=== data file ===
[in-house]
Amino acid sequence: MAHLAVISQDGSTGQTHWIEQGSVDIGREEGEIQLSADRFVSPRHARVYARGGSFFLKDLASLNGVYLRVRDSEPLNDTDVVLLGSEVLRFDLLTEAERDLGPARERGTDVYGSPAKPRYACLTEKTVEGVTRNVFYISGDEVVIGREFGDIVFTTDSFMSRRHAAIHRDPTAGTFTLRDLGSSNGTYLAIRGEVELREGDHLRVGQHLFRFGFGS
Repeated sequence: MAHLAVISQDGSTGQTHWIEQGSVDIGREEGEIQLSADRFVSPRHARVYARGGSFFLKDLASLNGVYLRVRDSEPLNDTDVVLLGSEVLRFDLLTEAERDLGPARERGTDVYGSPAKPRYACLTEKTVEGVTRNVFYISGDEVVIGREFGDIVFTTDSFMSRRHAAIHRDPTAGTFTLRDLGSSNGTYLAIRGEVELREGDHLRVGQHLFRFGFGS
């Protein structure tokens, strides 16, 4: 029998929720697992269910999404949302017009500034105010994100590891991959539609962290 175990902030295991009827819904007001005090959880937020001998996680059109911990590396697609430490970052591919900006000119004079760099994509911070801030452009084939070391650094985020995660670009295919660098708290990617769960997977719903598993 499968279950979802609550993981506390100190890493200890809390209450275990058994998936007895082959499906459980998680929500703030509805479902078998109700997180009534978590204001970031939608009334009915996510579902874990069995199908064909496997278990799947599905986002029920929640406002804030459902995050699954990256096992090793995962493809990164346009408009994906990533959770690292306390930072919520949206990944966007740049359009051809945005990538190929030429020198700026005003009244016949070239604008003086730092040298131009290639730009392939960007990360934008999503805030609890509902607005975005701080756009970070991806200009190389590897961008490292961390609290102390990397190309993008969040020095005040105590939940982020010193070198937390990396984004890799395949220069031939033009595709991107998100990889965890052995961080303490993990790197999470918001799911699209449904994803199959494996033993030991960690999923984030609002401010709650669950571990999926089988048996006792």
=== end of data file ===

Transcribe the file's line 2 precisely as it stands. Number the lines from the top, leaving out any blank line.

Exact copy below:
Amino acid sequence: MAHLAVISQDGSTGQTHWIEQGSVDIGREEGEIQLSADRFVSPRHARVYARGGSFFLKDLASLNGVYLRVRDSEPLNDTDVVLLGSEVLRFDLLTEAERDLGPARERGTDVYGSPAKPRYACLTEKTVEGVTRNVFYISGDEVVIGREFGDIVFTTDSFMSRRHAAIHRDPTAGTFTLRDLGSSNGTYLAIRGEVELREGDHLRVGQHLFRFGFGS